One of my students has a terrible habit of exchanging “his” for “him.” “Did you see him shirt?” She tends to have many structure errors in reading.
The first structure errors illustrated above is about natural language. Exchanging “goed” for “went” shows the student knows the event was in the past, but in their effort to make it make sense, they disrupt the structure of the story. The second error is about grammatical errors. These errors exchange a noun for a noun or a verb for a verb. Finally, a student with limited understanding of English, can make structure errors. In the sentence above “The cat was sleeping quietly by the window” SOUNDS correct, just like, “The cat was sitting quietly by the window.”
Visual errors are those errors that disrupt how the word looks. Is there anything visible that could have caused the error? Visual errors are errors with sounds and symbols (letters), print conventions, and analogies.
In the examples above, the sounds and symbols are used in making the error “quickly” for “quietly” but the meaning is disrupted and the it is not pleasing to the listener. The second error shows “smell” for “small.”
Visual cues are used but small is an adjective and smell is not. Finally, a fox can be “sly” and “sneaky” but using only the beginning letter causes the error.
MSV Teacher Desk plate
I keep a desk plate taped onto my teacher table. I use it every time I score a running record, just to check. I have attached this desk plate to bottom on this post.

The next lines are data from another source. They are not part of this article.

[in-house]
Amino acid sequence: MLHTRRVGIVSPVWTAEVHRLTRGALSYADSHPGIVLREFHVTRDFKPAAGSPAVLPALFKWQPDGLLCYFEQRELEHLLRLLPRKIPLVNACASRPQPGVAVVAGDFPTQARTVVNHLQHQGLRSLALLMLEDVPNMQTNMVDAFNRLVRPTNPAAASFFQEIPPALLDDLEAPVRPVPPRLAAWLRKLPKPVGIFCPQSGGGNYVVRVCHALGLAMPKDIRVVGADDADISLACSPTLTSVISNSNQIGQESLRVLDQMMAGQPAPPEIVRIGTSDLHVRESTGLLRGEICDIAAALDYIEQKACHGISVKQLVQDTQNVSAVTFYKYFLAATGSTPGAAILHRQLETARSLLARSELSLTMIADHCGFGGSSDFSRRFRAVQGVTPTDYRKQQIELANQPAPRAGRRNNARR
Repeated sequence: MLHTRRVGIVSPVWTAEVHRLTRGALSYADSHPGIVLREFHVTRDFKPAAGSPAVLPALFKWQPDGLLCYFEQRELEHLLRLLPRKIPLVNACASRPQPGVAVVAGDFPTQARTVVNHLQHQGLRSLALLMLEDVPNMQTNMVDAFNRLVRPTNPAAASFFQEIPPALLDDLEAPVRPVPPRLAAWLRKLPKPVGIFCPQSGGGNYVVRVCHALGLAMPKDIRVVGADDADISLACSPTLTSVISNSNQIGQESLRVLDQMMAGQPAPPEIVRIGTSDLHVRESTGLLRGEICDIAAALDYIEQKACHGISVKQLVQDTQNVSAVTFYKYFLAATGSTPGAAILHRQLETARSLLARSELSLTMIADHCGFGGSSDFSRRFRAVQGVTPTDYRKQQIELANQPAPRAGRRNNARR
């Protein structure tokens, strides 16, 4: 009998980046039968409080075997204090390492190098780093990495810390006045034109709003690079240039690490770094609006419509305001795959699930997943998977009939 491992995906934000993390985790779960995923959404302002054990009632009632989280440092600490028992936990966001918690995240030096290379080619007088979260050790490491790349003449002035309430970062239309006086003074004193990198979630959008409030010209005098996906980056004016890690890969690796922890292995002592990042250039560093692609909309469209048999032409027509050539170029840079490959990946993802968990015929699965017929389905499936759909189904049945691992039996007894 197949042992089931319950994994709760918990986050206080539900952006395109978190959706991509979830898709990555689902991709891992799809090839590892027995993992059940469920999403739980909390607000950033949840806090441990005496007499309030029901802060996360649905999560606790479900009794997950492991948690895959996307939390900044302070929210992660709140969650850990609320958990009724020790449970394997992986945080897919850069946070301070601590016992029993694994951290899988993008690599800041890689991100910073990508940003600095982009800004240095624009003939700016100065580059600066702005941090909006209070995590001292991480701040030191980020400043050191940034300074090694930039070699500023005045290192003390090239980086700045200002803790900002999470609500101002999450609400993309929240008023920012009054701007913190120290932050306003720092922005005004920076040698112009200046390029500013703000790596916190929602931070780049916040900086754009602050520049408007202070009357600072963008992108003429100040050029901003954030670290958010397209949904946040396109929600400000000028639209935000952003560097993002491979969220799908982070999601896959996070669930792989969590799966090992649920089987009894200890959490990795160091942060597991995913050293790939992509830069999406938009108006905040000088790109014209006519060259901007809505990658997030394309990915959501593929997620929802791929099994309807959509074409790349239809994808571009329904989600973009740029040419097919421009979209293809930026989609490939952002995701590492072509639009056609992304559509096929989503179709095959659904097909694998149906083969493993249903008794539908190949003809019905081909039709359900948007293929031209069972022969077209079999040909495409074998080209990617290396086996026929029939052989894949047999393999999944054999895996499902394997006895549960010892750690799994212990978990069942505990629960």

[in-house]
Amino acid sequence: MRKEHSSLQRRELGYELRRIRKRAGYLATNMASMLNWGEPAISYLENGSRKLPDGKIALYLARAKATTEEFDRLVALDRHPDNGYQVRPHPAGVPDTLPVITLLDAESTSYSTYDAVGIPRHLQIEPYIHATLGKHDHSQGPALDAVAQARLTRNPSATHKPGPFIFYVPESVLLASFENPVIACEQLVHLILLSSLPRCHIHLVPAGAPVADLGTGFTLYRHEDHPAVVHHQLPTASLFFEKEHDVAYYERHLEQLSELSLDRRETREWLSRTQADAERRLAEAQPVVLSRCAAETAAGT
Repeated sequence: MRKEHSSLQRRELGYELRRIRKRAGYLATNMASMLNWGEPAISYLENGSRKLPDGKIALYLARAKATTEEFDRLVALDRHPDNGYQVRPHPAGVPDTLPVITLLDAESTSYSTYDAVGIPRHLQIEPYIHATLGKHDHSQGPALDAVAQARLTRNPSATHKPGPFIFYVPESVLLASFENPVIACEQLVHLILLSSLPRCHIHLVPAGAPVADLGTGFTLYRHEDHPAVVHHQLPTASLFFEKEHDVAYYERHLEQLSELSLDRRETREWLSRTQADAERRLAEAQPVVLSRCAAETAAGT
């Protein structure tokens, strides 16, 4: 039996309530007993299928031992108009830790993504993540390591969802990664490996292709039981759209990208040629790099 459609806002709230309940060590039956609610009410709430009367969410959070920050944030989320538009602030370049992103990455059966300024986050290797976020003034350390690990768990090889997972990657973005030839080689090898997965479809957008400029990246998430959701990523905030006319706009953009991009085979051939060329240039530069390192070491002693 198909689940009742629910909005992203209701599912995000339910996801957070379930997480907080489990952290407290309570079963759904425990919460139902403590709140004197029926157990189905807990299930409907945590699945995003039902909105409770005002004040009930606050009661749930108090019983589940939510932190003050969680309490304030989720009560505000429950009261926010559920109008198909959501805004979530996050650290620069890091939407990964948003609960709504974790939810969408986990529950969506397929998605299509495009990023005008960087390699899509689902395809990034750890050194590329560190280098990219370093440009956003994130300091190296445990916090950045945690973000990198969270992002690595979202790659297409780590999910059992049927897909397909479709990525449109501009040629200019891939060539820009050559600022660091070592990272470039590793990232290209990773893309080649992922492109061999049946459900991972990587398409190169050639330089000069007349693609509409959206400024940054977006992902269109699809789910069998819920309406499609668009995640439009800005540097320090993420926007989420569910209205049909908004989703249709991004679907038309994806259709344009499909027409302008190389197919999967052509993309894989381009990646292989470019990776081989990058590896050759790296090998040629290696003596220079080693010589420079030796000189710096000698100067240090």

You can analyze using MSV, now what?
Use what they give you. Using their errors to guide your instruction takes the guess work or the heavy thinking out of lesson planning. They are telling you what they need when they make errors.
Mini Lessons for Meaning Errors:
- Picture Focus
- Sequence Activities
- What can it be? Games with predictions, drawing conclusions, and inferences.
- Bubble Map (to build prior knowledge)
- Semantic Gradients (to understand the difference between cold, chilly, and icy)
- Context Cues (using the other words in the sentence to help determine unknown words)
- Make Connections
A Full Set of Miscue Analysis Activities for Meaning is ready-to-print in my TPT store.
Mini Lessons for Structure Errors:
- Does this sound right? (give them examples and non-examples so they can learn to distinguish)
- Sequencing Activities
- Grammar lessons
- Synonym Activities
- Text signals – punctuation
- Sentence Fragments (determining whole and parts)
A Full Set of Miscue Analysis Activities for Visual is ready-to-print in my TPT store.
Mini Lessons for Visual Errors:
- Frame it (one finger on each side of the word to form a frame)
- What would you expect to hear at the beginning, in the middle, at the end?
- Can you find the word with the same beginning sound as …?
- Flip the vowel
- Chunking (If you know, then you know)
- Confused words (saw/was – of/off – for/from – were/where)
- Syllables (talk about vowel relationships to syllables)
- Rimes or word families.
A Full Set of Miscue Analysis Activities for Structure is ready-to-print in my TPT store.
Save this… I know the year is over (or almost for some), but you’ll need to save this post for the beginning of the year.
There is the FREEBIE MSV Posters and Deskplate Set. Sign up below and download it instantly.
Helping students identify and understand their errors and support their specific needs is one of the most rewarding parts of teaching reading. Enjoy!